Celtic didn't need to spend the kind of money that would have given themselves a shot at the last 16. That would have been financial madness. They needed to spend to improve a team that came perilously close to not making the last 32.

But they didn't. Peter Lawwell, the club's chief executive, failed to learn the lesson. He argues that much of the money that has been raised in television revenue and transfer fees has been reinvested in the team. It's hard to see where.

On Tuesday night, Celtic went into a critical European game with Anthony Stokes as the first-choice striker and yet Stokes hasn't scored in Europe in almost three years. Is that not proof of downsizing in microcosm?

NK Maribor goalkeeper Jasmin Handanovic makes a save to deny Celtic defender Virgil van Dijk

Jasmin Handanovic's save to deny Virgil Van Dijk sealed NK Maribor's progress

Everybody knew what needed to be done at Celtic a year ago but the deficiencies in their team haven't been addressed. Some attempts have been made to plug holes but the judgement has been off.

Derk Boerrigter, Pukki, Amido Balde. They have lost Georgios Samaras - a decent European operator - and replaced him with Jo Inge Berget, a loan signing from Cardiff reserves.

There is the unmistakeable - and surely unarguable - impression of a club consistently downsizing. The summer was the time to reinvigorate things and go again. Instead they lost an experienced manager and replaced him with Ronny Deila.

It's too early to make a definite call on Deila. After all, had you judged Lennon on his early record in Europe then he wouldn't have been around long enough to bring about a revival. Those initial qualifying failures against Braga, Utrecht and Sion were all critical stops on his journey towards success in the Champions League.

Good managers study their own blunders and learn from them. In that regard, Deila has a huge amount of material to get through. There is a lack of quality, confidence and organisation in his team that is stark.

The defence has gone backwards on his watch. The midfield is plodding save for the excellence of Callum McGregor. Berget's arrival and elevation is bordering on the bizarre for one so ordinary. So many things have taken a step back. Maybe two steps back.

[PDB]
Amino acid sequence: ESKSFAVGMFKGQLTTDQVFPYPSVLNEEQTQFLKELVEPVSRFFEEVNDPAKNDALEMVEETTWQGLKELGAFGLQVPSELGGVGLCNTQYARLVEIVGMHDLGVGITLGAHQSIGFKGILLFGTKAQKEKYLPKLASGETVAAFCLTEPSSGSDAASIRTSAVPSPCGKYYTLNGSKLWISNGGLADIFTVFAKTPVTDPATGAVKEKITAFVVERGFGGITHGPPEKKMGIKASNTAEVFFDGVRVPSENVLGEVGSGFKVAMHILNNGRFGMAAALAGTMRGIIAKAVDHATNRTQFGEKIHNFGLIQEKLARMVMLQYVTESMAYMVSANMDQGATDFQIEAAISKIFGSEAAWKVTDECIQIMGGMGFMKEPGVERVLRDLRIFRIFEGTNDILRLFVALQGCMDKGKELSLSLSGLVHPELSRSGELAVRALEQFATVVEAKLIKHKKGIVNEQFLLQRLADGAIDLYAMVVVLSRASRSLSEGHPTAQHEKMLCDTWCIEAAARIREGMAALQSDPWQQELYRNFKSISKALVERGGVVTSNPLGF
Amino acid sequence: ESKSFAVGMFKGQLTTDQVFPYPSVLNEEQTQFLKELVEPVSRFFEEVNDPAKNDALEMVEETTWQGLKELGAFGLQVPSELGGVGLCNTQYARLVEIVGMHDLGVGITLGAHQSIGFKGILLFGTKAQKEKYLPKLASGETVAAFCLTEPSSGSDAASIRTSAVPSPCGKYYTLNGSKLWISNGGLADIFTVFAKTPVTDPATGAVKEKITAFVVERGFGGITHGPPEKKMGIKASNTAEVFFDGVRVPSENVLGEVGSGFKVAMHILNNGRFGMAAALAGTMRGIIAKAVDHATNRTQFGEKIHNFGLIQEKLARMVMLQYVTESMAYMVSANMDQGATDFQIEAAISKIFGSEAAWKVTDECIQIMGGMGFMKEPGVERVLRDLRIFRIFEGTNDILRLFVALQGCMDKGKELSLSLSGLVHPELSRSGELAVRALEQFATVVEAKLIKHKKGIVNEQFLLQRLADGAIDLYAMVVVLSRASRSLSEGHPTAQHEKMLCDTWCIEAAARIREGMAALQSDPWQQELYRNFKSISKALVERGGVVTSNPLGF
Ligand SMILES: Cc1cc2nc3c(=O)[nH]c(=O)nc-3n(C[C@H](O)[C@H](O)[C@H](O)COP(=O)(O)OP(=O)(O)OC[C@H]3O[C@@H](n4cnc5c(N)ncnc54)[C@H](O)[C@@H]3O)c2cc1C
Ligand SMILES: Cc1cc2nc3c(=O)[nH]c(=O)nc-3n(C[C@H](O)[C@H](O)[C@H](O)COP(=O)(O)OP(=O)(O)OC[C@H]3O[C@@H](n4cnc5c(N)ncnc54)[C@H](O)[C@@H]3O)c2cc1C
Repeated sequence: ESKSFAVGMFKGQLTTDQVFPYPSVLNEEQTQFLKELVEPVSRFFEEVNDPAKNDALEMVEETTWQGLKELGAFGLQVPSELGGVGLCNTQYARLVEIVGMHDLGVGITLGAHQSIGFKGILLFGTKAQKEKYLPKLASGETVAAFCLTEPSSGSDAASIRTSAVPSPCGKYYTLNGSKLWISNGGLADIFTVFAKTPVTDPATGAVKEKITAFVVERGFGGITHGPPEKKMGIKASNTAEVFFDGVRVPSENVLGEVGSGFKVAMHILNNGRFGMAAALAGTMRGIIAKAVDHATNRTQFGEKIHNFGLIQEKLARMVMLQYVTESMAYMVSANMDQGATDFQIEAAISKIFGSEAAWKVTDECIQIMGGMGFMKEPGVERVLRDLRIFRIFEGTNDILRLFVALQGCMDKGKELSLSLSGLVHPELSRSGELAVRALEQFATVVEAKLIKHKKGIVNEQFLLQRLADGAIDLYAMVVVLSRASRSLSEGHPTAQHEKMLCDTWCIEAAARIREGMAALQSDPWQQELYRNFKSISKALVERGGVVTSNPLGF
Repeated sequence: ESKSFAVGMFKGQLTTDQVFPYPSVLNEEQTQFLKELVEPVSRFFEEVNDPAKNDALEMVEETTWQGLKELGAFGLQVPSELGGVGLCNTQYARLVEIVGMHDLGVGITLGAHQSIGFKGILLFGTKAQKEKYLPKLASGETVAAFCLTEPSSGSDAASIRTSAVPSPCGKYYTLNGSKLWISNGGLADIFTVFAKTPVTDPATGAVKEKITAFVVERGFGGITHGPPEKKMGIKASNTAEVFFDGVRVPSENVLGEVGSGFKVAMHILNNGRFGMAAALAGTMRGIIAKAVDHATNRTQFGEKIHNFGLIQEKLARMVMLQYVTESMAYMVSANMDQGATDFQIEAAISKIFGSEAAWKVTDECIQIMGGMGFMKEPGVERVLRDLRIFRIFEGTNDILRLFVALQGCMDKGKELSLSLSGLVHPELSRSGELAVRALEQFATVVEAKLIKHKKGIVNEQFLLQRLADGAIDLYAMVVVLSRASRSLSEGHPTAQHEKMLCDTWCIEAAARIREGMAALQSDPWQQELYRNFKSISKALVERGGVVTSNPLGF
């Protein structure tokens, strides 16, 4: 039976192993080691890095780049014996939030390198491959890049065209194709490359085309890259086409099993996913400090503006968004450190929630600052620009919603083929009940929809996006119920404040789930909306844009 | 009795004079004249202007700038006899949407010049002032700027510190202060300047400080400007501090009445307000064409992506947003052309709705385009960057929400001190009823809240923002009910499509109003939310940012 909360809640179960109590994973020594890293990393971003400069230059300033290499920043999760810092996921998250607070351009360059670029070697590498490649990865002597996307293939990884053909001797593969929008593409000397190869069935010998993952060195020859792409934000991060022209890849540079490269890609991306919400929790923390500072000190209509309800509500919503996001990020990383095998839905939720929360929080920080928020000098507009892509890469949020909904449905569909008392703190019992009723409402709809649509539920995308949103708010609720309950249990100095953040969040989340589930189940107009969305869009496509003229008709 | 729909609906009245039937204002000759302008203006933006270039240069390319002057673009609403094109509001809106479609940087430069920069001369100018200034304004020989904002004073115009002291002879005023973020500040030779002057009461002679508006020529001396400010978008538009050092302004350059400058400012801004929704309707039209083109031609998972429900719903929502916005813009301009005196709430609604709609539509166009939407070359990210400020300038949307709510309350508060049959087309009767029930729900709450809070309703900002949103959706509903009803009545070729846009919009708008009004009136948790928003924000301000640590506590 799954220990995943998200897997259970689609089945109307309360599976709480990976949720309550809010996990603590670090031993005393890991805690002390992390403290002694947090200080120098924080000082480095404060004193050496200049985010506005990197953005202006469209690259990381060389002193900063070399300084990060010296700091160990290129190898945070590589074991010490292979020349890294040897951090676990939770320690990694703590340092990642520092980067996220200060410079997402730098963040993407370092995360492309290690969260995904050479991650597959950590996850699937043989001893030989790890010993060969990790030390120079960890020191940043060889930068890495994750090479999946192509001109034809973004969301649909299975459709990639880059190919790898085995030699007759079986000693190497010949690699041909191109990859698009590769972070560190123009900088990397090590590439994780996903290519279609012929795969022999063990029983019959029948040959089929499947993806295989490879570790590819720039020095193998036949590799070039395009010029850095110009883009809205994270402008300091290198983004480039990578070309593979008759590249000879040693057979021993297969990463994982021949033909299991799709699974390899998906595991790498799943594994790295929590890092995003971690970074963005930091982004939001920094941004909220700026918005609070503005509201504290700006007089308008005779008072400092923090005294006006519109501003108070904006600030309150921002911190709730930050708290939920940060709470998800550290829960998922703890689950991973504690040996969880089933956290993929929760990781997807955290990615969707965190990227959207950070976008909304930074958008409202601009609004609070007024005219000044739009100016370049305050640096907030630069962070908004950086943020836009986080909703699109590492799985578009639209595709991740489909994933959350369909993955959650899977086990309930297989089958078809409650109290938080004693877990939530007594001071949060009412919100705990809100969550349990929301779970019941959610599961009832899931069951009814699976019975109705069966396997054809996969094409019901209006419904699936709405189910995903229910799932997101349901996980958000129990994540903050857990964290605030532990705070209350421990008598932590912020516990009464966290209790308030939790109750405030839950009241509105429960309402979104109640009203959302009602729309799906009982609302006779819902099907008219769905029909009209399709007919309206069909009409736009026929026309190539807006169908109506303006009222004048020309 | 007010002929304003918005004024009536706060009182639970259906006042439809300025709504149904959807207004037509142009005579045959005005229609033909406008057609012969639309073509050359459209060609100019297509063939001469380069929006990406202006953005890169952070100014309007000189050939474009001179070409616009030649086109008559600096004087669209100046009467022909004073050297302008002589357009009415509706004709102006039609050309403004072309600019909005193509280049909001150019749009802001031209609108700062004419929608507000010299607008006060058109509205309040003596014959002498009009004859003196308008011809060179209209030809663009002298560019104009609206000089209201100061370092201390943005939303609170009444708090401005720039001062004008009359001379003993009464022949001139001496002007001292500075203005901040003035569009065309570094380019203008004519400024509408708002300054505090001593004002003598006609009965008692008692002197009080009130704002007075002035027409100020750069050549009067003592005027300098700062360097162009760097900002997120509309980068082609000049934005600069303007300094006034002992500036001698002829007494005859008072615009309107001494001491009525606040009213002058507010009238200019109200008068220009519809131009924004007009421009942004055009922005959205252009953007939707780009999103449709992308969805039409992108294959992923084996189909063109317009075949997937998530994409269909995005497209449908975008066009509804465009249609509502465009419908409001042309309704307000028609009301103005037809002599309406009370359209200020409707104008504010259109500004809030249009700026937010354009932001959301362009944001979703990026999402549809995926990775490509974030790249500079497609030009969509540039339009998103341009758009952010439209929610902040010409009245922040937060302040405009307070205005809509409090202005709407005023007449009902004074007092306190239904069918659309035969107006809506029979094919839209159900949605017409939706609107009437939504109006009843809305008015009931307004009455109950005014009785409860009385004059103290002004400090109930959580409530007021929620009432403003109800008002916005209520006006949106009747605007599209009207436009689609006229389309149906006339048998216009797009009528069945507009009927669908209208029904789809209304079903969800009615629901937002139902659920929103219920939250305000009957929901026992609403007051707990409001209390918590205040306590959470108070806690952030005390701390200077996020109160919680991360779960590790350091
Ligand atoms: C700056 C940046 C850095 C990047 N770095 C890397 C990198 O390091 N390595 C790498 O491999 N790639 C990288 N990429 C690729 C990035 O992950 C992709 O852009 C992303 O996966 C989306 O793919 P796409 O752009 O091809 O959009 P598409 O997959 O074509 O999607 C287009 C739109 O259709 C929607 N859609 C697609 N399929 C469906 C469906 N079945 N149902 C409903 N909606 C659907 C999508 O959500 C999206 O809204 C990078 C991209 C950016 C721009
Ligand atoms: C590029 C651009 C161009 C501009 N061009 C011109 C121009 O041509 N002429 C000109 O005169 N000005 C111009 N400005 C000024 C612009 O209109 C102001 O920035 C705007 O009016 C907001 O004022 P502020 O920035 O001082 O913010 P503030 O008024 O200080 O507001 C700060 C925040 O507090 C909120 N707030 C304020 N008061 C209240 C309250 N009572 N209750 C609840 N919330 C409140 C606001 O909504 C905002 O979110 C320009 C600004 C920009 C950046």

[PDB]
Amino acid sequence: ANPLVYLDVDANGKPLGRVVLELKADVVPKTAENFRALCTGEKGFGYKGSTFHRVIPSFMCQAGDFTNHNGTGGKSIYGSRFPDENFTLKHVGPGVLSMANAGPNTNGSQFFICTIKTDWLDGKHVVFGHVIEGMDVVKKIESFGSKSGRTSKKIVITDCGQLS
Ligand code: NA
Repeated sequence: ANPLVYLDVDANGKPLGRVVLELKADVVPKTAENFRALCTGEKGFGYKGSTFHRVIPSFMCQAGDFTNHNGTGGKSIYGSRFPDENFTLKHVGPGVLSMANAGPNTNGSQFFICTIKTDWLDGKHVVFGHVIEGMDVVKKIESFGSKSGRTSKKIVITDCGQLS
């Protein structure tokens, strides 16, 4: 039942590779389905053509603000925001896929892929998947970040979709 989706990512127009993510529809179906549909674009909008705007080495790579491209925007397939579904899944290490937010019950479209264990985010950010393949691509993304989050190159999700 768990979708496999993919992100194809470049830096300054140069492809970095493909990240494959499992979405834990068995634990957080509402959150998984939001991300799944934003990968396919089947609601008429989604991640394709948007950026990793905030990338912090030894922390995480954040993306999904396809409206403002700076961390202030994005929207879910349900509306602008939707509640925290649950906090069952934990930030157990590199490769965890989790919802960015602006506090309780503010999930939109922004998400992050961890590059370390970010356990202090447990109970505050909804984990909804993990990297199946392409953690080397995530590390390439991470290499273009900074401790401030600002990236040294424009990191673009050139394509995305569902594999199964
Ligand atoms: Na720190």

It's been said that Celtic have now found their level in the Europa League. On current form, that's a bit generous. Of course, you have to factor in the absence of Scott Brown and what might improvements his presence will bring, but the way they're going there could be plenty of rough days ahead for Celtic.

NK Maribor players celebrating

Marcos Tavares (centre) scored to secure NK Maribor's place in the Champions League group stage

The Europa League might be a secondary competition that possesses none of the glamour of the main event, but there are enough teams in there that could easily give Celtic another dose of reality unless Deila improves and better players arrive.

When the winning goal went in on Tuesday there was a shock that comes with the realisation of the doomsday scenario, but there shouldn't have been. Celtic's standards have been dropping since their fine run in Europe two seasons ago.

They had two shots at the Champions League and they flunked them, having been reinstated to the competition following third qualifying round opponents Legia Warsaw fielding of an ineligible player. Celtic were a goal ahead in the away legs against Legia and Maribor and yet they didn't have the ability to take advantage.

While they're counting their blessings that they've still got European football until Christmas despite having a record of two wins in six matches, it might be a decent time for the Celtic board to take a hard look at what's happening and ask where, exactly, do they go from here.